Minds are not the only thing expanding at elementary schools across the UK. It would appear that waistlines are also being stretched within the education system.
According to new statistics published by Cancer Research UK, 57,100 students who begin primary school each year at a healthy weight are obese or overweight by the time they finish. That's not counting the one-fifth of children who are already overweight when they begin elementary school. All in all, by the group's estimation, one in three students enter high school overweight.
But the problem isn't necessarily in the school lunches; it's in overall diet and exercise habits, as well as access to unhealthy foods at home, too. Cancer Research UK converted a London storefront into a very real-looking "XL School Uniforms" shop with mannequins of overweight children to "show the new norm of larger school uniforms" as a form of protesting government inaction in the face of a mounting problem.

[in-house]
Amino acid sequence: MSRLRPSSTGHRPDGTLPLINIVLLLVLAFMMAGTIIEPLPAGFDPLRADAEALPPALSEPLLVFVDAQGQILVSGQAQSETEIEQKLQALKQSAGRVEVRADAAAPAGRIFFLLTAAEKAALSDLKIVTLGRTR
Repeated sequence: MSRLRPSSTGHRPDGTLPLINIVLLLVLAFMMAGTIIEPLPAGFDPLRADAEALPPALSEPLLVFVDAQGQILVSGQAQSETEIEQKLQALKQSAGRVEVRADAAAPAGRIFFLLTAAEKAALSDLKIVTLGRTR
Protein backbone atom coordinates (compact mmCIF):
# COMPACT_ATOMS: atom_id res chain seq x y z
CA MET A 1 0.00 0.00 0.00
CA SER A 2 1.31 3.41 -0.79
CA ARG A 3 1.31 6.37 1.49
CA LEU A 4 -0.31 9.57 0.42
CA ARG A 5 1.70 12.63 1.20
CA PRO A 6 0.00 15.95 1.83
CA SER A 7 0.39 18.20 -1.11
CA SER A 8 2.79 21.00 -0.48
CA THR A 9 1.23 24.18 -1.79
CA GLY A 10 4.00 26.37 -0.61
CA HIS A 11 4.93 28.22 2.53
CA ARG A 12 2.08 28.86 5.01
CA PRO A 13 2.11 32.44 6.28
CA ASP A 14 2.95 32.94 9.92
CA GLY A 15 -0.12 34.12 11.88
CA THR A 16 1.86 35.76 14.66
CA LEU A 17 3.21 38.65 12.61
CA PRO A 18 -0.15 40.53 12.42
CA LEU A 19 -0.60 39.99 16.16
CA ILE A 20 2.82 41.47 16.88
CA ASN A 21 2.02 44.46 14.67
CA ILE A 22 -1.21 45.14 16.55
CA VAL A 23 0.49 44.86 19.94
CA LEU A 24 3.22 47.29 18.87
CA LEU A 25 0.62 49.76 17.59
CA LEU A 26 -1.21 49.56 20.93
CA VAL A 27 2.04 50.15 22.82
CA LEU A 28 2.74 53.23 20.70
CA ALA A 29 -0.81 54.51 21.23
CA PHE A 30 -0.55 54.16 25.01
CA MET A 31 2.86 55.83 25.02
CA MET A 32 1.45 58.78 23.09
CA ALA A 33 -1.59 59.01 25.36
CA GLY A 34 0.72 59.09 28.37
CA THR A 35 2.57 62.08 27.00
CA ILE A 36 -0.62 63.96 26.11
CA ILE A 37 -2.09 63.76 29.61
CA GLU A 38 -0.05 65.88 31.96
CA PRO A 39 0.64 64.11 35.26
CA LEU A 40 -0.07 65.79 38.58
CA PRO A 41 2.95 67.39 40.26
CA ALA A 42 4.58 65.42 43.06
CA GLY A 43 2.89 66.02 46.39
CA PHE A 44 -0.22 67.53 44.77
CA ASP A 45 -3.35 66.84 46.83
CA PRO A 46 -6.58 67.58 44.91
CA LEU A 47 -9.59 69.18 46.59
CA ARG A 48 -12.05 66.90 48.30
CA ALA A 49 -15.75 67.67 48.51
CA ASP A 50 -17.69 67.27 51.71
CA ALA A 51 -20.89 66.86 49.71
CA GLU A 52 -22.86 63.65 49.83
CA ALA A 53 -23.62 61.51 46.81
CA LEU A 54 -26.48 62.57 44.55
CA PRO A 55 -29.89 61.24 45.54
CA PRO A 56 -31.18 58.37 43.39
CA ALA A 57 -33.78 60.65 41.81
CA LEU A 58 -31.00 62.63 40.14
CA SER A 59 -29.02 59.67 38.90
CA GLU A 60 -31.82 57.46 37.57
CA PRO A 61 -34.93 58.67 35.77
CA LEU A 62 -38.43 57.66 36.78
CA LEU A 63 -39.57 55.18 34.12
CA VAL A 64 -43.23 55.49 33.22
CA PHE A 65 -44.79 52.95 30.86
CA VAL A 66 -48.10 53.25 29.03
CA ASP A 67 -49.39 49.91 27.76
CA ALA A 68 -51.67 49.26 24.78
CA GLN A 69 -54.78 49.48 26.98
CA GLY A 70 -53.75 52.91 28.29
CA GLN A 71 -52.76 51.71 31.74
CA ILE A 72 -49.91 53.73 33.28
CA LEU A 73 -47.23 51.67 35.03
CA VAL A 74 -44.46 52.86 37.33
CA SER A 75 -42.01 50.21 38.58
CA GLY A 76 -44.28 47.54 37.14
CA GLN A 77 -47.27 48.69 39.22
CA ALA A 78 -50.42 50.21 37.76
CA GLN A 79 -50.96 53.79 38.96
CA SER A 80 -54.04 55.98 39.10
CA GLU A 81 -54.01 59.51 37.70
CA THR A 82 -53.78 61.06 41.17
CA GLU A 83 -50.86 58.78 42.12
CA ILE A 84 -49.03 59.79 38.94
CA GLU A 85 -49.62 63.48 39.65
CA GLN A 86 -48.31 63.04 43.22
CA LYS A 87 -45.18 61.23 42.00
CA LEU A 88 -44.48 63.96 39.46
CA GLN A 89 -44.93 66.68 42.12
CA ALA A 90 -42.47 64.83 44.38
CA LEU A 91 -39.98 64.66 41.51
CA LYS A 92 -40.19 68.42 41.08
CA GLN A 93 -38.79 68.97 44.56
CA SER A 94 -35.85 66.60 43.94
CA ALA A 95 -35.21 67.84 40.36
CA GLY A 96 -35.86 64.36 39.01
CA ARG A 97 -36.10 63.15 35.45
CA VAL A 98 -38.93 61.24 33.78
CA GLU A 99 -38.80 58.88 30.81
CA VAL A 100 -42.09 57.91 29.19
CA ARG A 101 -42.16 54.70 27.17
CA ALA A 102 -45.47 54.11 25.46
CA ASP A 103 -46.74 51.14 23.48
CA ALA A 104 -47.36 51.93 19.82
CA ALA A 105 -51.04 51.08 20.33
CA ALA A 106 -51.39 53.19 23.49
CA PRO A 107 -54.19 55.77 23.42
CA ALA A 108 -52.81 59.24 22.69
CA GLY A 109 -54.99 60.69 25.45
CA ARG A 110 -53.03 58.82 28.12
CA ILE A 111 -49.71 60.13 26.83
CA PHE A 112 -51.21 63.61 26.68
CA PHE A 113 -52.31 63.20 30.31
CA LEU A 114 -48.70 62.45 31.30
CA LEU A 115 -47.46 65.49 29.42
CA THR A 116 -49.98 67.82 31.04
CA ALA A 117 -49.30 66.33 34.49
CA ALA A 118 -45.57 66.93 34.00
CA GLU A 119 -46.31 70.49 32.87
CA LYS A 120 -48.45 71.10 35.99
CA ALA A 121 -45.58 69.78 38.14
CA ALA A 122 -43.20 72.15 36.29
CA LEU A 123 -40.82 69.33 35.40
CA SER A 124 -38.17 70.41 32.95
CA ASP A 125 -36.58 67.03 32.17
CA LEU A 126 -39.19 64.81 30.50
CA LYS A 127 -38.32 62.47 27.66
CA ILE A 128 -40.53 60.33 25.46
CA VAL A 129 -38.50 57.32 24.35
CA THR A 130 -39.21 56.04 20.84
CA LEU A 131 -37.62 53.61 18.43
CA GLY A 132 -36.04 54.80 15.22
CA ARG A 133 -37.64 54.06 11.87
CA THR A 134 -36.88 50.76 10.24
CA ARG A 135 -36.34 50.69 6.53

"The Government has reneged on its commitment to publish a robust strategy to tackle the crisis of children's obesity," Alison Cox, Cancer Research UK's director of prevention, said in a press statement. "Encouraging exercise and a sugar tax alone won't curb the rise of ill health which could cost the NHS billions. Commitments to protect children from junk food marketing and mandatory targets to reduce the amount of fat, sugar, and salt in food are also vital."
More specifically, Cancer Research UK is calling on the British government to ban junk food ads during kids' television shows. "It will take more than encouraging exercise and a sugar tax to tackle the obesity epidemic," Cox said, adding that, "it's time to close the loophole during family viewing time."